“I try hard to look for beautiful things every day because I don’t see it in myself,” says a young woman in the call-out trailer for I Hope This Helps, a crowd-sourced global documentary on mental health that kicked off in April. Much like the other people, who drift in and out of the trailer, which includes a young man wistfully looking in the distance, another whooping uninhibitedly on an empty patch of land, two women swimming in open water and another, sitting cross-legged on a yoga mat, this woman is sharing her story to chronicle and create a greater understanding of mental health.
“The project is an experiment,” says Jack Arbuthnott, director and producer of this film, which should be out sometime next year. “Together we are going to share our stories and the reality of human experience,” he says, over a video call from London where he is currently based.
To kick-start the process, the team behind the documentary — incidentally, the same people who were behind the award-winning documentary Life in a Day — have invited people from anywhere in the world to send them video footage of their life. “We’re looking for videos that capture what life looks like for you, that show where you are on your own mental health journey as well as share the things that help you,” states the film’s website.
So far, they have received footage from over 45 different countries around the world, says Arbuthnott. “And this is just the beginning. We hope to have footage from everywhere by the end of this (project),” he says, adding that encountering different people from all across the world talking about things common to our shared humanity is part of the magic of the process.
The project, funded by the Wellcome Trust, a global charitable organisation, is part of the trust’s Mindscapes cultural program, which “aims to support a transformation in how we understand, address and talk about mental health,” as the Wellcome website puts it.
“I think art is a really powerful tool for making sure that community and feelings are also included and thought of when thinking about mental health,” believes Danielle Olsen, Wellcome’s Cultural Partnerships Lead and the film’s co-producer, something Arbuthnott echoes. “It is going back to lived experiences and what it feels like,” he says. “That is why the arts are so essential to the realm.”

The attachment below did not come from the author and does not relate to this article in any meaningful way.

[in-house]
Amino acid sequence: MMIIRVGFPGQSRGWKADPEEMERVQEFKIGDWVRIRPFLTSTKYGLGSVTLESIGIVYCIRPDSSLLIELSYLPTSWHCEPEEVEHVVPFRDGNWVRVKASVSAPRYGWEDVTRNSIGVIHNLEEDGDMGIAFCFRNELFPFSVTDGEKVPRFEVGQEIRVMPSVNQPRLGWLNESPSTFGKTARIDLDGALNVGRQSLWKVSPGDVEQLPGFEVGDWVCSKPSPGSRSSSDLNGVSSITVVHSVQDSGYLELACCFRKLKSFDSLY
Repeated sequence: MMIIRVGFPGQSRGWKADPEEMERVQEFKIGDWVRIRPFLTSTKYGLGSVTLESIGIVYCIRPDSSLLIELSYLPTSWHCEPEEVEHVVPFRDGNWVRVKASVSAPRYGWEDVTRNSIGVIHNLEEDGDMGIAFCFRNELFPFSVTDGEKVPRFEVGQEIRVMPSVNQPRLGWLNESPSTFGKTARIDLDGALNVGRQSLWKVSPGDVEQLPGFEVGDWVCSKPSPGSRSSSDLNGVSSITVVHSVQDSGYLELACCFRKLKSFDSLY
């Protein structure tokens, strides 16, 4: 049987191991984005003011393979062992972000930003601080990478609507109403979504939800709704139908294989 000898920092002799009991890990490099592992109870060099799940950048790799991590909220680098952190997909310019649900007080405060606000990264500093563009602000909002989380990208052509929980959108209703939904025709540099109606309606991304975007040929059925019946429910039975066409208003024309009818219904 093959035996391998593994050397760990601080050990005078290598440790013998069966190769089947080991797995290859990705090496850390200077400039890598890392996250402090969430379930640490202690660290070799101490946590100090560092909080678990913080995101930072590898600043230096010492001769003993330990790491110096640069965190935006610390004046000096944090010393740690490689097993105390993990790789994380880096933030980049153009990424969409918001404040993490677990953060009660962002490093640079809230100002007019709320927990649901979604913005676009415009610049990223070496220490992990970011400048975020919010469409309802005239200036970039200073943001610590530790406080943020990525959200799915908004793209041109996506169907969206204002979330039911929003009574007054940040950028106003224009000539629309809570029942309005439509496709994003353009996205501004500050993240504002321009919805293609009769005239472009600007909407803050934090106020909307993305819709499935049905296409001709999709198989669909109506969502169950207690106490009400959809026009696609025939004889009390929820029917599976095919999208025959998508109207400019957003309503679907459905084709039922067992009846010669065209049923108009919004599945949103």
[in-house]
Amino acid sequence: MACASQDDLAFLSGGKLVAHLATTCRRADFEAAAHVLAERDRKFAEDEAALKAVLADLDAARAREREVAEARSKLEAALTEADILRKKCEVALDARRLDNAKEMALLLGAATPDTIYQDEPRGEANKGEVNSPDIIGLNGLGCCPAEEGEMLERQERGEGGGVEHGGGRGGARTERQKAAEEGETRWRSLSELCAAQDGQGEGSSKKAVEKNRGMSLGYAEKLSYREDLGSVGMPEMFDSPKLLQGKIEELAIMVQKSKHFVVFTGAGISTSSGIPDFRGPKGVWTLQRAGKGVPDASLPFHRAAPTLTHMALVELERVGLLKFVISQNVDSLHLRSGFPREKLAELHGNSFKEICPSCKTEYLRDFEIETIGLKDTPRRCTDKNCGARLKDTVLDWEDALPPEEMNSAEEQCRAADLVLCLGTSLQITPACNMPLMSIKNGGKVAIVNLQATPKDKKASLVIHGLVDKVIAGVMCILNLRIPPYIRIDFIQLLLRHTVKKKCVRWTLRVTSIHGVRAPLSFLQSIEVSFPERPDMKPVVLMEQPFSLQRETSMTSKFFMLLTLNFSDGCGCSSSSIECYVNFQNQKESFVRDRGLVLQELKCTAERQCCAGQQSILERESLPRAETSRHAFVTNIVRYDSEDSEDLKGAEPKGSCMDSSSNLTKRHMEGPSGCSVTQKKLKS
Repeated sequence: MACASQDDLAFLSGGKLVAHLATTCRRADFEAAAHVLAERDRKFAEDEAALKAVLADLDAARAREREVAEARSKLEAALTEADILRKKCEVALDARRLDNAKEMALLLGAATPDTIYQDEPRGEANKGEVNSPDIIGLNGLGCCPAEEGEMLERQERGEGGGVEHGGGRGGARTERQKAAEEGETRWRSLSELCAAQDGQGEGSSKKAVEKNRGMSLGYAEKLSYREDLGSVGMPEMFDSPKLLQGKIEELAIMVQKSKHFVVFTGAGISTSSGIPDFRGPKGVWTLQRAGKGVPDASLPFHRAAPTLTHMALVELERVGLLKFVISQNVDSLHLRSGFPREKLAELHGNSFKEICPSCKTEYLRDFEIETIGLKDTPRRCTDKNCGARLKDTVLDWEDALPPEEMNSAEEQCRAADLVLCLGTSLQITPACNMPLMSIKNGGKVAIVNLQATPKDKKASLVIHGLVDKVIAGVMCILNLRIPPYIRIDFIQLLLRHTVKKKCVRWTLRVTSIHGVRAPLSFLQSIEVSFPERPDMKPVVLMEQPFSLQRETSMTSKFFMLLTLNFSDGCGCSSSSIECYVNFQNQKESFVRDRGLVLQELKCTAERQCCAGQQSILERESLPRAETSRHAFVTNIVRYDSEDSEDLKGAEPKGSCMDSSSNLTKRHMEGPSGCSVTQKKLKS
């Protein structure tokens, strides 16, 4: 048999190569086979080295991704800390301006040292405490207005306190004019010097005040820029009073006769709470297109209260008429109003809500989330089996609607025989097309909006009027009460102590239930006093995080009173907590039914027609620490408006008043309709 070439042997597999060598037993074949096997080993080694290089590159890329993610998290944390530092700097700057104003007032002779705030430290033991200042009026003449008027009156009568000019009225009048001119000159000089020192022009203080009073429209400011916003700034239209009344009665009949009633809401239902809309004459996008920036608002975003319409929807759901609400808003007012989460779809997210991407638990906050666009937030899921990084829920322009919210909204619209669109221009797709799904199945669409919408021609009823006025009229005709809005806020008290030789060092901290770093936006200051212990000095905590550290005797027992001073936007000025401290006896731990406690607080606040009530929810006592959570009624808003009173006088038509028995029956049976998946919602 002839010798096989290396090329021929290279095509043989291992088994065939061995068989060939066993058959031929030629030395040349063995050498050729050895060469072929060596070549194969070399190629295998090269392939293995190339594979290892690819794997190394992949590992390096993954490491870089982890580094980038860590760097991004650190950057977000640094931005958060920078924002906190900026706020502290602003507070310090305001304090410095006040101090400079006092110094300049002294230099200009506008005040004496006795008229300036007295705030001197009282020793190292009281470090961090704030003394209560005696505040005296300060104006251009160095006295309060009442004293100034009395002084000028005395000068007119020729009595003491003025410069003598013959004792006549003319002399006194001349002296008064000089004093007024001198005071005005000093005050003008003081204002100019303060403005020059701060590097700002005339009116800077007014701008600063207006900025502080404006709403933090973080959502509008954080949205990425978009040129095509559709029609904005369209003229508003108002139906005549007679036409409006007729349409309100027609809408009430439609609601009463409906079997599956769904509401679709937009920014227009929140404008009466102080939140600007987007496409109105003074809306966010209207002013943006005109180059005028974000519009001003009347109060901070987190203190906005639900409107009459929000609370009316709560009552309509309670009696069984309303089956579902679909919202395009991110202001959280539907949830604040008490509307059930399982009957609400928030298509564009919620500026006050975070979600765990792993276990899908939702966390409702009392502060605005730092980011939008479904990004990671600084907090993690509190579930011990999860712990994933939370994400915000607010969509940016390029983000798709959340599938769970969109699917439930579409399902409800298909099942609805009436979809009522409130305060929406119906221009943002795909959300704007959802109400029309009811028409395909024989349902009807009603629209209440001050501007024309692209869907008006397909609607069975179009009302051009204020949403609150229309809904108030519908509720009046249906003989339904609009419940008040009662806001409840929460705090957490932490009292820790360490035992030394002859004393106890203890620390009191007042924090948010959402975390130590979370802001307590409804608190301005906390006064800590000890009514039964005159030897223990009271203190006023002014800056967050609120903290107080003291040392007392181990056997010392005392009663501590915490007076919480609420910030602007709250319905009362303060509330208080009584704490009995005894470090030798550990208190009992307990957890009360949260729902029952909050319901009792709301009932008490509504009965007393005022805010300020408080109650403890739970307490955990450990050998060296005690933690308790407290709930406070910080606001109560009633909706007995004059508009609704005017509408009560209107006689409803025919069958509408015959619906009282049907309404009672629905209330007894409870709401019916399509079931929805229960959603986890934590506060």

The team behind the film also hopes to change the language with which we approach mental health. “If you watch traditional, old-fashioned documentaries about mental health, you get very familiar patterns and one of them is an unavoidable sense of looking down at the oddness, a feeling of extreme distance between you and the subjects,” adds Arbuthnott.
The footage they have received so far, however, appears non-judgemental, undermining the sense of distance and difference, something he thinks of as powerful. “The way mental health is discussed, there is often an ‘us’ and a ‘them’,” adds Olsen. “What we are really trying to do is to collapse the ‘us’ and ‘them’ and create a ‘we’,” she says.
While the actual narrative appears somewhat hazy at this point — it will completely depend on what is sent in — Olsen hopes that the team will be able to “craft an extraordinary story from these narratives coming in. We are trying to be open to what is coming our way,” she says. “We will then shape a story and do our best.”
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